Here’s the description from the Grove website:
A beautifully written, insightful, and devastating first novel, Man Gone Down is about a young black father of three in a biracial marriage trying to claim a piece of the American Dream he has bargained on since youth.
On the eve of the unnamed narrator’s thirty-fifth birthday, he finds himself broke, estranged from his white Boston Brahmin wife and three children, and living in the bedroom of a friend’s six-year-old child. He has four days to come up with the money to keep his family afloat, four days to try to make some sense of his life. He’s been getting by working
construction jobs though he’s known on the streets as “the professor,” as he was expected to make something out of his life.
Alternating between his past—as a child in inner-city Boston, he was bussed to the suburbs as part of the doomed attempts at integration in the 1970s—and the present in New York City where he is trying mightily to keep his children in private schools, we learn of his mother’s abuses, his father’s abandonment, raging alcoholism, and the best and worst intentions of a supposedly integrated America.
This is an extraordinary debut. It is a story of the American Dream gone awry, about what it’s like to feel preprogrammed to fail in life—and the urge to escape that sentence.
And from the jury:
“We never know his name. But the African-American protagonist of Michael Thomas’ masterful debut, Man Gone Down, will stay with readers for a long time. He lingers because this extraordinary novel comes to us from a writer of enthralling voice and startling insight. Tuned urgently to the way we live now, the winner of the International Dublin IMPAC Prize 2009 is a novel brilliant in its scope and energy, and deeply moving in its human warmth.”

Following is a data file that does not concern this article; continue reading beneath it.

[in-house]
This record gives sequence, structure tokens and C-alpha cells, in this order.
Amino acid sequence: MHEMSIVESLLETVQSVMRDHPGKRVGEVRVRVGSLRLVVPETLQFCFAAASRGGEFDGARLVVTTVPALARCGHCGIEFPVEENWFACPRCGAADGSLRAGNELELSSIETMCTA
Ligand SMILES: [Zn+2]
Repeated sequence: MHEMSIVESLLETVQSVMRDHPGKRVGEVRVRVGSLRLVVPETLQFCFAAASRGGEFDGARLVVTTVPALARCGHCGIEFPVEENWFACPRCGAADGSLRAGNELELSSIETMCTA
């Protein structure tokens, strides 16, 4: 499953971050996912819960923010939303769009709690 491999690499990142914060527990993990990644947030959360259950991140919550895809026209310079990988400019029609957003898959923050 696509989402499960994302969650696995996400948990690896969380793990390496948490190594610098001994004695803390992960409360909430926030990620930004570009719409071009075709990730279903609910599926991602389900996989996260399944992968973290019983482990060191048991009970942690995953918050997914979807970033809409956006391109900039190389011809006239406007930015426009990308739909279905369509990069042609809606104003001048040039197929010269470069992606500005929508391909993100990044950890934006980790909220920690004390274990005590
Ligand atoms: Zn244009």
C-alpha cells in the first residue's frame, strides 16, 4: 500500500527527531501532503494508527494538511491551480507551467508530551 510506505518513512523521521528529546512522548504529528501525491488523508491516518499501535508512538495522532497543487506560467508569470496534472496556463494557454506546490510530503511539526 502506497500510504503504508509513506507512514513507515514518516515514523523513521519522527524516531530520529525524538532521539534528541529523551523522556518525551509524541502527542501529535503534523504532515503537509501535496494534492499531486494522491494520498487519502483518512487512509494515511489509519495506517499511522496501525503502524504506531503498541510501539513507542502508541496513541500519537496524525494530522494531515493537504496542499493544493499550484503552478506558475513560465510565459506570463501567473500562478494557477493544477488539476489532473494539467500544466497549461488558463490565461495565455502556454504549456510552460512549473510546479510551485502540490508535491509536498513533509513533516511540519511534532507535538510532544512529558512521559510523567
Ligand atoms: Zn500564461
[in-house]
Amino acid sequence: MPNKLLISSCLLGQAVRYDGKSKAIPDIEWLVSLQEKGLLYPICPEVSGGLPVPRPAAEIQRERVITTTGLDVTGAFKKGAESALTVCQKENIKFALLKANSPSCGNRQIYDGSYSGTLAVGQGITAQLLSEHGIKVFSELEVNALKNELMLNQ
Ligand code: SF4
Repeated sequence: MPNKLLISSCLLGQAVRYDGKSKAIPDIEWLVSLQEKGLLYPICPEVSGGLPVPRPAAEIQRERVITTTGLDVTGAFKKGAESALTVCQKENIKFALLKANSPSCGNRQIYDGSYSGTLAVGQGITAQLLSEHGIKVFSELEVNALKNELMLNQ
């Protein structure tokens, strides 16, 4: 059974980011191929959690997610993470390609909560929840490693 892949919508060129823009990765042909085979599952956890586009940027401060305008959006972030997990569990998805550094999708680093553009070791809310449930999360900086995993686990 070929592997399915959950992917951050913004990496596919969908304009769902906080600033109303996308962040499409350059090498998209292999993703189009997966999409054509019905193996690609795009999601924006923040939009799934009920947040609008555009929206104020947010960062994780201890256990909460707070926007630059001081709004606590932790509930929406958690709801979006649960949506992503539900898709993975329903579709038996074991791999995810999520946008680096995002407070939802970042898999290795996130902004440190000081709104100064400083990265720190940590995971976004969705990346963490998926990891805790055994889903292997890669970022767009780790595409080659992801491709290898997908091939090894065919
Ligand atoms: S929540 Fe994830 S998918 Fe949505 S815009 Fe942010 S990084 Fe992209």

The IMPAC is one of the richest literary awards in the world—Thomas will receive €100,000—and has brought a good deal of success and attention to recent winners, which include Per Petterson’s Out Stealing Horses, Rawi Hage’s De Niro’s Game, and Colm Tóibín’s The Master.
Karel Schoeman’s Afrikaans novel, This Life, translated by Else Silke, falls into a genre maybe only noticed by the type of reader who tends toward Wittgenstein-type family resemblances. The essential resemblance is an elderly narrator, usually alone—or with one other. . .
In Joris-Karl Hyusmans’s most popular novel, À rebours (Against Nature or Against the Grain, depending on the which translated edition you’re reading), there is a famous scene where the protagonist, the decadent Jean des Esseintes, starts setting gemstones on the. . .
There are books that can only wisely be recommended to specific types of readers, where it is easy to know who the respective book won’t appeal to, and Kristiina Ehin’s Walker on Water is one these. What makes this neither. . .
Imagine the most baroque excesses of Goethe, Shakespeare, and Poe, blended together and poured into a single book: That is The Nightwatches of Bonaventura. Ophelia and Hamlet fall in love in a madhouse, suicidal young men deliver mournful and heartfelt. . .
In 1899, Maurice Ravel wrote “Pavane pour une infante défunte” (“Pavane for a Dead Princess”) for solo piano (a decade later, he published an orchestral version). The piece wasn’t written for a particular person; Ravel simply wanted to compose a. . .
Fiston Mwanza Mujila is an award-winning author, born in the Democratic Republic of Congo, who now, at 33, lives in Austria. From what I could find, much of his work is influenced by the Congo’s battle for independence and its. . .
Twenty-One Days of a Neurasthenic is not a novel in the traditional sense. Rather, it is a collection of vignettes recorded by journalist Georges Vasseur in his diary during a month spent in the Pyrenées Mountains to treat his nervous. . .